Looked into Linq-to_SQL, and while the idea makes a lot of sense it seems like it is quite an extensive framework to learn. The scope of my need is quite a lot smaller than the scope of what Linq-to-SQL is capable of. Having said that, if nothing else comes up I'll give it a go. –  Jon Martin Jul 19 '11 at 19:58

I think many people consider hard coded SQL to be a bad practice regardless of how it is stored... :-)

I'm going to assume that there is some compelling reason for not using Linq to SQL, or Entity Framework, or another ORM tool?

If you must use hard coded SQL in your application, would argue that it is BETTER inline in your code because it makes your code more readable, and therefor more maintainable...

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Well said, and in worst case using stored procedures if you have to use sql –  Khaldoun Aug 24 '11 at 17:17

The thing that comes to mind is that this is simply adding unnecessary complications to the code.

Yes, you could keep the queries in a resource file. Or, to insure that no one messes with them once the project is deployed, you could encrypt them and store them in a file. Or even better yet, you could encrypt them and then store them on a database so that no one who had access to the machine could mess with them.

But eventually, I have to ask, what's the point? Just hard code them and be done with it.


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The problem with hard coding them is that it becomes a lot less maintainable that way. –  Jon Martin Aug 22 '11 at 19:49
What could you possibly do to improve the query once it's been deployed? If that's possible, you should be using views. –  Richard Aug 22 '11 at 19:56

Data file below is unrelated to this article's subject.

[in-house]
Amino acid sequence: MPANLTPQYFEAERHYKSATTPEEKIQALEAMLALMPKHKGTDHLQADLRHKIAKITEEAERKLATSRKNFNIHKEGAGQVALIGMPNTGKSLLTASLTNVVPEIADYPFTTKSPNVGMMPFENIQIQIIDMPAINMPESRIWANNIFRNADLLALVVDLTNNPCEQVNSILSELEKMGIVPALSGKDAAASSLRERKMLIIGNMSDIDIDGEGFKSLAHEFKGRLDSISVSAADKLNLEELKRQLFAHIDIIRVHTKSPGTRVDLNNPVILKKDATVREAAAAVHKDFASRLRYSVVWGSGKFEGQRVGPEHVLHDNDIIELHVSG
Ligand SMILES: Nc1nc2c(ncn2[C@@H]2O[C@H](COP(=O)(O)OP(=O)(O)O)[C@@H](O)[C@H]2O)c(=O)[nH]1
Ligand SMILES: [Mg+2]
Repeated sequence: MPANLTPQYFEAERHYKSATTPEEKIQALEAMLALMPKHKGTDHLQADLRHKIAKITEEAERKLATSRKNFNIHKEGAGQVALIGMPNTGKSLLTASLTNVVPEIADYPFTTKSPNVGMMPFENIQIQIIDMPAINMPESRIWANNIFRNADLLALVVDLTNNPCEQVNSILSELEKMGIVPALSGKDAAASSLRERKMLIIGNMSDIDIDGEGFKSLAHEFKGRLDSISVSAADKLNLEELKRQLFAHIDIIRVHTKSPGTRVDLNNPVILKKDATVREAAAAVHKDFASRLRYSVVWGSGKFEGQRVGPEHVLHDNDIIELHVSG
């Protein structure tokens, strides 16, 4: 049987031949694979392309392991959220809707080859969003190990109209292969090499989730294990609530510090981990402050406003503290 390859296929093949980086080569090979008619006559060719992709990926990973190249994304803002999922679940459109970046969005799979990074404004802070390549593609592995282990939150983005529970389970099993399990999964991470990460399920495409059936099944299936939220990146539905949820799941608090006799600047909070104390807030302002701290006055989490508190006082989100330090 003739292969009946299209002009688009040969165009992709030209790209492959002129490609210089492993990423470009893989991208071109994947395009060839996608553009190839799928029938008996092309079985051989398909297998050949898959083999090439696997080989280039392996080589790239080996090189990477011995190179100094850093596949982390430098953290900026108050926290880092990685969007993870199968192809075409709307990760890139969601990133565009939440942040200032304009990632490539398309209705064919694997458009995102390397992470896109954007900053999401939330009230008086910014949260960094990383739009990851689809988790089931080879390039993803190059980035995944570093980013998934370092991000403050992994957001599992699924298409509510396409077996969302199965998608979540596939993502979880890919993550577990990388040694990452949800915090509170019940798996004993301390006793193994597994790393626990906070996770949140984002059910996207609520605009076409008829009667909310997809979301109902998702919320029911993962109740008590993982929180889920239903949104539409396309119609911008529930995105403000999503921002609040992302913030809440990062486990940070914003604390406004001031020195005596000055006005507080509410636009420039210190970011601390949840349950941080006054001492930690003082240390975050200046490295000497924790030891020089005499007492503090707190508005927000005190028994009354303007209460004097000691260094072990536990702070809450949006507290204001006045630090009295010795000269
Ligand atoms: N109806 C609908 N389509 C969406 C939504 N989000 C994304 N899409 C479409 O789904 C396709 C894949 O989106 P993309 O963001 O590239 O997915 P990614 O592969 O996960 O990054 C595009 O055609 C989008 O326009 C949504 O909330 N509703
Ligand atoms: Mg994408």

@Richard: Fix bugs ;) Suppose you release the app live and one query is accidentally selecting the wrong field. You can just update the query (SP, SQL in a resource file, etc.) and not redeploy the application. –  HardCode Aug 23 '11 at 20:48

you could write store procedures and call them in your code rather than read the queries stored somewhere outside.

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Resource files are definitley not the place for this. The point of resource files is to be a centralized repository for things that can be localized (i.e. overridden by other resource files that are defined for other languages/cultures).

For example, you'd put a string "Hello" in a X.resources.dll, but then you could also create a es-ES\X.resources.dll for Spanish, in which the string would say "Hola" instead — then when your application queries for the string, it will get whatever version matches the language/culture of the user's operating system configuration.

If you want your SQL to be easily changed without recompilation of code, put it in your App.config and use the ConfigurationManager class to read it out. If you don't want it to be changeable without code recompilation, just hard code the thing as a static/const string. That said, the ideal, of course, is to make real stored procedures.

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+1 for giving a reason why using resource files for SQL queries might be inappropriate. –  stakx Oct 24 '14 at 20:25
Best answer in my opinion. Resources are for something else. Create a static class and add const members to it as Robert Levy suggested –  Adi Mar 11 at 9:36

I've built an application using this pattern - in PHP, not .Net, but the principles are the same.


  • I could easily find all the SQL I needed in a single file. This helped when dealing with database questions (does any part of the app actually use this table? How many queries do we have that update table z?).
  • I could easily update the SQL without changing the rest of the code.


  • It made the rest of the code harder to debug - if there was a problem around the data being returned from the database, I had to look in two places. And many of the resource keys were very similar, leading to some entertaining wtf moments.
  • In practice, I never once updated the SQL without changing the rest of the code.

In my experience, the benefits don't stack up against the drawbacks.

BTW - many of those drawbacks also apply to stored procedures. There's a good case for using stored procs - but there's an equally good case for not using them.